Tag Archives: Irish Rail

Shows Irish Rail

Irish Rail Four-Wheel Cement—May 2005.

Yesterday, 30 November 2018, I located a collection of my Irish Rail slides from 2005. Among them were these views of ‘bubble cement’  trains (consisting of pressurized four-wheel powdered cement wagons) passing Islandbridge in Dublin on 26thof May that year.

These were exposed on Fujichrome Sensia II (100 ISO) and processed at Photocare on Abbey Street in Dublin.

I scanned these using an Epson V750Pro flatbed scanner making large TIF files, then made colour and contrast adjustments using Lightroom to improve presentation. In addition, I also implemented some digital sharpening to make the photos prior to outputting as scaled JPGs (for Internet presentation) to  make these appear closer to modern digital images.

Irish Rail 134 and 156 lead a Platin to Cork cement train at Islandbridge Junction on 26 May 2005. Exposed using a Contax G2 rangefinder with 45mm Zeiss lens.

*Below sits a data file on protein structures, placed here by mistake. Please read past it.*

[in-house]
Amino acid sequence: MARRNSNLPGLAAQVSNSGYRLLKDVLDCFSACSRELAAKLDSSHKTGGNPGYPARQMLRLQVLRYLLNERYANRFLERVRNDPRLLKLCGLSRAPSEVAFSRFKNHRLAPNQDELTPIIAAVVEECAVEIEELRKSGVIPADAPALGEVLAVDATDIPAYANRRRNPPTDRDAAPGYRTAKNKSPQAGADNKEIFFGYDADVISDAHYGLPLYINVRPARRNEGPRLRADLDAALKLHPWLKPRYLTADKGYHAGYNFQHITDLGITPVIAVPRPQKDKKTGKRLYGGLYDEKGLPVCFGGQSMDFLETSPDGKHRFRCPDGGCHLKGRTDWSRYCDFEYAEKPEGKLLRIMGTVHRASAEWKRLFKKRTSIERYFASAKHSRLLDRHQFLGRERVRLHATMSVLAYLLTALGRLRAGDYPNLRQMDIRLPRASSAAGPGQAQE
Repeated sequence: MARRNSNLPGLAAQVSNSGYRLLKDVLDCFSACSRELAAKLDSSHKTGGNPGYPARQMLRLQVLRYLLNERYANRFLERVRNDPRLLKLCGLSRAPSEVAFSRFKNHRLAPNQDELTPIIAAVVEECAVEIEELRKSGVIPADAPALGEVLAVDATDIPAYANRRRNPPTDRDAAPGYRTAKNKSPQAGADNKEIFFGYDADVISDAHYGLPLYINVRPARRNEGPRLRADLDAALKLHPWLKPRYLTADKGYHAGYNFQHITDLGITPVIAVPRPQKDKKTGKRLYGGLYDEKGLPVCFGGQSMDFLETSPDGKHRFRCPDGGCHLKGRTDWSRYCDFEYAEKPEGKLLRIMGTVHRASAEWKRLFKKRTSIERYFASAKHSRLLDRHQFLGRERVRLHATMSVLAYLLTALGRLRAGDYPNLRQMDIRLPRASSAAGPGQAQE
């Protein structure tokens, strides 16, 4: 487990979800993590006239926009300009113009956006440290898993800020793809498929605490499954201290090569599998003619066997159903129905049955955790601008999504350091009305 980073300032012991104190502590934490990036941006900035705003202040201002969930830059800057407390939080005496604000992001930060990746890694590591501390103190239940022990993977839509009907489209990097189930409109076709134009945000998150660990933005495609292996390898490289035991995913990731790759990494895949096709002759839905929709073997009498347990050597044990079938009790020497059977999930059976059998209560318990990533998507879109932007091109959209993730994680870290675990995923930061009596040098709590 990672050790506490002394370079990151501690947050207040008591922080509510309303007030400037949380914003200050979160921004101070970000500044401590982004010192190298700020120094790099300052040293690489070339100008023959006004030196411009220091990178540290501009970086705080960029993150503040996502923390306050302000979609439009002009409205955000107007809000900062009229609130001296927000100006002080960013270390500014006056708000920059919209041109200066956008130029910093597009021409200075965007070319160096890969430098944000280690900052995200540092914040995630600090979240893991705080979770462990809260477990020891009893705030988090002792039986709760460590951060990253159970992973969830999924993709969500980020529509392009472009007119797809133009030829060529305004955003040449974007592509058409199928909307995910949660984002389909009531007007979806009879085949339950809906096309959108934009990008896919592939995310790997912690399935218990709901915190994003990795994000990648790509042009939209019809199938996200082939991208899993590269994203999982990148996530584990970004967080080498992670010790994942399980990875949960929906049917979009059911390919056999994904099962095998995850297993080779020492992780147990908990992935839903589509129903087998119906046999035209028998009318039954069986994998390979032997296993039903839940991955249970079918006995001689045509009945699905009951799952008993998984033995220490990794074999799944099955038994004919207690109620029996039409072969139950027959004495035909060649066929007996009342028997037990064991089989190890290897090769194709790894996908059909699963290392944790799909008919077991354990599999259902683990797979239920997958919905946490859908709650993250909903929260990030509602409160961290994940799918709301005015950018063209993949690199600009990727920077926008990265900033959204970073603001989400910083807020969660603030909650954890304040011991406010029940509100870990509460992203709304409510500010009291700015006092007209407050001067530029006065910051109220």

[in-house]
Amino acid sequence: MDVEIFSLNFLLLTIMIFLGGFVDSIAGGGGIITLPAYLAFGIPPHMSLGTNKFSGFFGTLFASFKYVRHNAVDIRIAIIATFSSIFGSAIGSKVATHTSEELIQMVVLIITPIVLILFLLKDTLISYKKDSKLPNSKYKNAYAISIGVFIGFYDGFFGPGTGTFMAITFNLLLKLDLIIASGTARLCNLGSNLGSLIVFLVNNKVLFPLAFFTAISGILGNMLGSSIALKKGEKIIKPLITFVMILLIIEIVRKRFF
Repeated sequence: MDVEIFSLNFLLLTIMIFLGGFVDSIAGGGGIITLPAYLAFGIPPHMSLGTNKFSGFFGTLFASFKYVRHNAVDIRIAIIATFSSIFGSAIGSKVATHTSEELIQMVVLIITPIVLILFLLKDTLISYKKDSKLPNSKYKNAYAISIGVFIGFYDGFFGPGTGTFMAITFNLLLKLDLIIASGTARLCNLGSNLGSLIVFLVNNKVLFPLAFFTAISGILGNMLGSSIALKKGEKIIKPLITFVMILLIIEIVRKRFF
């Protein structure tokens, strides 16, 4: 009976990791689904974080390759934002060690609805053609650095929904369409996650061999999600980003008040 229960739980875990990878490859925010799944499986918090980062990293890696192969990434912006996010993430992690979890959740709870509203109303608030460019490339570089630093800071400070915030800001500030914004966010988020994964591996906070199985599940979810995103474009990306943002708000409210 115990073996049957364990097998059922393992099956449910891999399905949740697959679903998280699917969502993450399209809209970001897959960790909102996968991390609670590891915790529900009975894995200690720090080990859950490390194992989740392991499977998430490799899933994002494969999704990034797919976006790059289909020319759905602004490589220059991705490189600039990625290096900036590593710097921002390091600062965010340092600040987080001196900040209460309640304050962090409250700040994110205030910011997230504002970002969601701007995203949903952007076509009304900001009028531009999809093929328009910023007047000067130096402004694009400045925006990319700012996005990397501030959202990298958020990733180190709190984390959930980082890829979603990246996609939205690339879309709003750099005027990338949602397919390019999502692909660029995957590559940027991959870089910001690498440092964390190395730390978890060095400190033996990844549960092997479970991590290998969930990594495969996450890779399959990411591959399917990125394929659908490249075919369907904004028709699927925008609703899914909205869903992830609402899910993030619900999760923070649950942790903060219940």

Empty cement led by Irish Rail 077 approaches the Phoenix Park Tunnel in Dublin on 26 May 2005. Exposed with a Nikon F3T.

Irish Rail stopped operating cement through Dublin about a decade ago, and so these views are now historic.

Tracking the Light Posts Daily!

 

 

Raccoon at Mallow

Irish Rail has two of it 201 class General Motors diesel painted in a simple livery; silver with a broad black stripe (plus yellow semi-circle upfront). These have been coined ‘raccoons.’

Although 231 had been working the Mark 4 sets on the Dublin-Cork run for several weeks, I was still momentarily puzzled when I spotted the down Cork approaching Mallow back in February 2018.

‘What’s this?’ I thought, expecting something green.

‘Ah! 231, of course.’

I always like it when I get something unexpected, yet if I had known this was approaching, I’d probably have positioned myself on the far platform.

Photos exposed digitally using my FujiFilm XT1 with 18-135mm zoom.

I made some exposure and contrast adjustments to this wide angle view to allow for greater detail and more balanced exposure on the shadow-side of the train.

Tracking the Light Posts Daily

 

 

Classic Chrome: Irish Rail 230 with Bulk Bogie Cement at Limerick Junction.

On 19 May 2003, the sun was shining at Limerick Junction.

I made this view of Irish Rail 230 in Enterprise paint working an up-road bulk-bogie cement from Cork.